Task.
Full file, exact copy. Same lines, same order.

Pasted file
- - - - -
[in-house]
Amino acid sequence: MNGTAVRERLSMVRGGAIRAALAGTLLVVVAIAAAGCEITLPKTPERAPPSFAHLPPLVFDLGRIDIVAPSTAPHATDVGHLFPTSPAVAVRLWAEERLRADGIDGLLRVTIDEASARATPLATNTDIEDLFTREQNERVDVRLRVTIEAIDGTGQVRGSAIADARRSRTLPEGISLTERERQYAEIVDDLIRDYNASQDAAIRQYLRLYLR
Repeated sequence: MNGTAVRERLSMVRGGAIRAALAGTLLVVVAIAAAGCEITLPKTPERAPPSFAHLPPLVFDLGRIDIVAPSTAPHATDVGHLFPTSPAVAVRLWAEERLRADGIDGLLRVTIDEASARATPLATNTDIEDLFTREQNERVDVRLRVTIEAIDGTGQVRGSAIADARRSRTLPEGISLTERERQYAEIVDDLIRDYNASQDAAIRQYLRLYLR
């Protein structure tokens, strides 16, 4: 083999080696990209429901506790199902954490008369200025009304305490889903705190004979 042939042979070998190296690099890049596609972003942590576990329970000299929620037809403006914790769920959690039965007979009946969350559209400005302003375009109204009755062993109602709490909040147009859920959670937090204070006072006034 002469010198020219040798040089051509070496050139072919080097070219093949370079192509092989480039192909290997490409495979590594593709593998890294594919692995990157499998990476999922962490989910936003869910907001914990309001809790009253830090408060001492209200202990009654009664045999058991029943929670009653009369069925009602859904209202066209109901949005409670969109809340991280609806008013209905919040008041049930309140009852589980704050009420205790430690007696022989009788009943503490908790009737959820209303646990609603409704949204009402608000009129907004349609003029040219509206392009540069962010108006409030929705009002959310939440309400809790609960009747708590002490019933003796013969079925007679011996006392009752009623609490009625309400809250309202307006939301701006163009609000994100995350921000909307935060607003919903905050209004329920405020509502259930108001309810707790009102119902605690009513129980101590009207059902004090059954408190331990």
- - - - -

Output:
[in-house]
Amino acid sequence: MNGTAVRERLSMVRGGAIRAALAGTLLVVVAIAAAGCEITLPKTPERAPPSFAHLPPLVFDLGRIDIVAPSTAPHATDVGHLFPTSPAVAVRLWAEERLRADGIDGLLRVTIDEASARATPLATNTDIEDLFTREQNERVDVRLRVTIEAIDGTGQVRGSAIADARRSRTLPEGISLTERERQYAEIVDDLIRDYNASQDAAIRQYLRLYLR
Repeated sequence: MNGTAVRERLSMVRGGAIRAALAGTLLVVVAIAAAGCEITLPKTPERAPPSFAHLPPLVFDLGRIDIVAPSTAPHATDVGHLFPTSPAVAVRLWAEERLRADGIDGLLRVTIDEASARATPLATNTDIEDLFTREQNERVDVRLRVTIEAIDGTGQVRGSAIADARRSRTLPEGISLTERERQYAEIVDDLIRDYNASQDAAIRQYLRLYLR
């Protein structure tokens, strides 16, 4: 083999080696990209429901506790199902954490008369200025009304305490889903705190004979 042939042979070998190296690099890049596609972003942590576990329970000299929620037809403006914790769920959690039965007979009946969350559209400005302003375009109204009755062993109602709490909040147009859920959670937090204070006072006034 002469010198020219040798040089051509070496050139072919080097070219093949370079192509092989480039192909290997490409495979590594593709593998890294594919692995990157499998990476999922962490989910936003869910907001914990309001809790009253830090408060001492209200202990009654009664045999058991029943929670009653009369069925009602859904209202066209109901949005409670969109809340991280609806008013209905919040008041049930309140009852589980704050009420205790430690007696022989009788009943503490908790009737959820209303646990609603409704949204009402608000009129907004349609003029040219509206392009540069962010108006409030929705009002959310939440309400809790609960009747708590002490019933003796013969079925007679011996006392009752009623609490009625309400809250309202307006939301701006163009609000994100995350921000909307935060607003919903905050209004329920405020509502259930108001309810707790009102119902605690009513129980101590009207059902004090059954408190331990």